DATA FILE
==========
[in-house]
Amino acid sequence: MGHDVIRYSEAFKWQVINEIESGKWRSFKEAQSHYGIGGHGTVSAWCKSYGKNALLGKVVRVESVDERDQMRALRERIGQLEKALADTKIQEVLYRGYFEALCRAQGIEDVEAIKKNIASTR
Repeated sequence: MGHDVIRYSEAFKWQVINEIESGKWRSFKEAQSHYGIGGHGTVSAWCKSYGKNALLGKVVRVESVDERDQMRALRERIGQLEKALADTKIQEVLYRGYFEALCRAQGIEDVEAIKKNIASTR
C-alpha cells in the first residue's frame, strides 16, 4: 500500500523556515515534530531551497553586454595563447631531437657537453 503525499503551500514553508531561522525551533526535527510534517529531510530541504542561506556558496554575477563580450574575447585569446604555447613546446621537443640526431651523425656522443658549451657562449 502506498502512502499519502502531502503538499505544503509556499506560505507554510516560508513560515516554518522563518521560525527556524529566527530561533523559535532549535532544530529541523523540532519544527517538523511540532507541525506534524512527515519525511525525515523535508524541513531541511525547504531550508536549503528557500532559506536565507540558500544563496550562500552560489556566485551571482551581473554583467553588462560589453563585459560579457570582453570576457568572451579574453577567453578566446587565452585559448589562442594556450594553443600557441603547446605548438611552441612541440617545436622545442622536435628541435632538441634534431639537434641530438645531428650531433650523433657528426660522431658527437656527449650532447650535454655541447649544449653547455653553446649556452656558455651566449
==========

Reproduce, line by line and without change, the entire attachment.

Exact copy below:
[in-house]
Amino acid sequence: MGHDVIRYSEAFKWQVINEIESGKWRSFKEAQSHYGIGGHGTVSAWCKSYGKNALLGKVVRVESVDERDQMRALRERIGQLEKALADTKIQEVLYRGYFEALCRAQGIEDVEAIKKNIASTR
Repeated sequence: MGHDVIRYSEAFKWQVINEIESGKWRSFKEAQSHYGIGGHGTVSAWCKSYGKNALLGKVVRVESVDERDQMRALRERIGQLEKALADTKIQEVLYRGYFEALCRAQGIEDVEAIKKNIASTR
C-alpha cells in the first residue's frame, strides 16, 4: 500500500523556515515534530531551497553586454595563447631531437657537453 503525499503551500514553508531561522525551533526535527510534517529531510530541504542561506556558496554575477563580450574575447585569446604555447613546446621537443640526431651523425656522443658549451657562449 502506498502512502499519502502531502503538499505544503509556499506560505507554510516560508513560515516554518522563518521560525527556524529566527530561533523559535532549535532544530529541523523540532519544527517538523511540532507541525506534524512527515519525511525525515523535508524541513531541511525547504531550508536549503528557500532559506536565507540558500544563496550562500552560489556566485551571482551581473554583467553588462560589453563585459560579457570582453570576457568572451579574453577567453578566446587565452585559448589562442594556450594553443600557441603547446605548438611552441612541440617545436622545442622536435628541435632538441634534431639537434641530438645531428650531433650523433657528426660522431658527437656527449650532447650535454655541447649544449653547455653553446649556452656558455651566449